SCIENCE AND SPECIFICITY: INTERDISCIPLINARY TEACHING BETWEEN THEOLOGY, RELIGION, AND THE NATURAL SCIENCES
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Davison, A. (2022). SCIENCE AND SPECIFICITY: INTERDISCIPLINARY TEACHING BETWEEN THEOLOGY, RELIGION, AND THE NATURAL SCIENCES. Zygon® https://doi.org/10.1111/zygo.12784
Consideration of the work of natural scientists by theologians extends the innate interdisciplinarity of theological study. Here, I focus on interdisciplinarity as it bears upon undergraduate and postgraduate education and supervision. Much research in theology and science today asks how some more specific area of science bears upon some specific aspect of theology, in contrast to earlier attention to methodology, and how theology-as-such might relate to science-as-such. This paradigm, described as “Science-Engaged Theology,” is showing itself in teaching, with both benefits (capturing the imagination of students) and challenges (the work of learning about the details of scientific research). Criticisms raised about Science-Engaged Theology in research also suggest goals for education. These include encouraging students to ask whether science does bear upon their theological topic, after all, and the suggestion that a move beyond methodology should not leave the theologian uncritical of the theological freight associated with the assumptions and paradigms that shape natural science, either explicitly or implicitly.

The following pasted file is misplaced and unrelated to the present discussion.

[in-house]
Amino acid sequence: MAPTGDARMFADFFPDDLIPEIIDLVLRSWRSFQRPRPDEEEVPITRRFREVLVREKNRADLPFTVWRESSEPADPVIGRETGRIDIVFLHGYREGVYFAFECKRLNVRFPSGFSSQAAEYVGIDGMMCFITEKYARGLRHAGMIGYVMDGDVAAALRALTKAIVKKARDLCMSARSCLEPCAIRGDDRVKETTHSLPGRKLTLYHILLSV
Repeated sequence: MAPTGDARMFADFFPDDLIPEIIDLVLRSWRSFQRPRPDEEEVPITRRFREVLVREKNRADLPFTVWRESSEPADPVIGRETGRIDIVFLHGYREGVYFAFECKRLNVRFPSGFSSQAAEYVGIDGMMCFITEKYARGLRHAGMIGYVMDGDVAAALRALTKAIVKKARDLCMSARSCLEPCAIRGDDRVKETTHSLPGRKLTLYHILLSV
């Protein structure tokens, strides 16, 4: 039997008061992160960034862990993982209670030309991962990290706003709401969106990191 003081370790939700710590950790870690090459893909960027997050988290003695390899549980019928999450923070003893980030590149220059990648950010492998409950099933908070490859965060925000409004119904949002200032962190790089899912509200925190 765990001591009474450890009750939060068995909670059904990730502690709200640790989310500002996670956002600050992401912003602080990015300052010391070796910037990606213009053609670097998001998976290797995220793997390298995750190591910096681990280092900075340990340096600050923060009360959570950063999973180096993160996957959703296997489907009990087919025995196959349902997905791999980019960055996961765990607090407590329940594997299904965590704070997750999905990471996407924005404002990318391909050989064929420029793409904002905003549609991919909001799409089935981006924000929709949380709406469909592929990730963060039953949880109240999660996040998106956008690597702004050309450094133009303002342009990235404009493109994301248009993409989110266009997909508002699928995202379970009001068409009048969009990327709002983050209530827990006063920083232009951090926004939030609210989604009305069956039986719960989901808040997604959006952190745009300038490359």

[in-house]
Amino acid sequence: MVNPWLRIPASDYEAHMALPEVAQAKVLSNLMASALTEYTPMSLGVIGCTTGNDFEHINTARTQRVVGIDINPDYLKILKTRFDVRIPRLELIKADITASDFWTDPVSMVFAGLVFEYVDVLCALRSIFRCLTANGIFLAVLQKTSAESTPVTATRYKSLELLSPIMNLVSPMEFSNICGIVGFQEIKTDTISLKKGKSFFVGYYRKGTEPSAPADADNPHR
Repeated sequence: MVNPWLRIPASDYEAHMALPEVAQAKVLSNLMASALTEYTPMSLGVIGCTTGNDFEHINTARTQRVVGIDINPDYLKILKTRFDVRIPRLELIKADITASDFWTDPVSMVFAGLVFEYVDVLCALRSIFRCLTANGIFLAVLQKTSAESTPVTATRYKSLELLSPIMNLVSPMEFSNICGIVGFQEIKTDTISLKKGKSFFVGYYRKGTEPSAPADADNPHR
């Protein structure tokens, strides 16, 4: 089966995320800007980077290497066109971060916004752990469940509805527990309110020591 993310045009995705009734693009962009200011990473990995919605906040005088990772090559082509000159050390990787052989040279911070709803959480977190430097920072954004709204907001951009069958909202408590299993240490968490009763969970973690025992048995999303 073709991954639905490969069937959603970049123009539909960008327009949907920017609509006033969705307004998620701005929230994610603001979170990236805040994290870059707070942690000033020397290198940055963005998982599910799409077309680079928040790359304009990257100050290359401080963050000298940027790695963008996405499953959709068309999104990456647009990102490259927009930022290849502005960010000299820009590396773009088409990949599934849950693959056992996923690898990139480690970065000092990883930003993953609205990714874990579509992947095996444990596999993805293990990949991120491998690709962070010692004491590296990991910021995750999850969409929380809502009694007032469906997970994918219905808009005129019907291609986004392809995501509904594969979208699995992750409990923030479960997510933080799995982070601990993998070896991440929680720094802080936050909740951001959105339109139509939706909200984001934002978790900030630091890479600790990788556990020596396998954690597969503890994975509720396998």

Essays in Honor of Alister McGrath, interdisciplinarity, science and religion, science‐engaged theology, theological education, theology and natural science
External DOI: https://doi.org/10.1111/zygo.12784
This record's URL: https://www.repository.cam.ac.uk/handle/1810/334508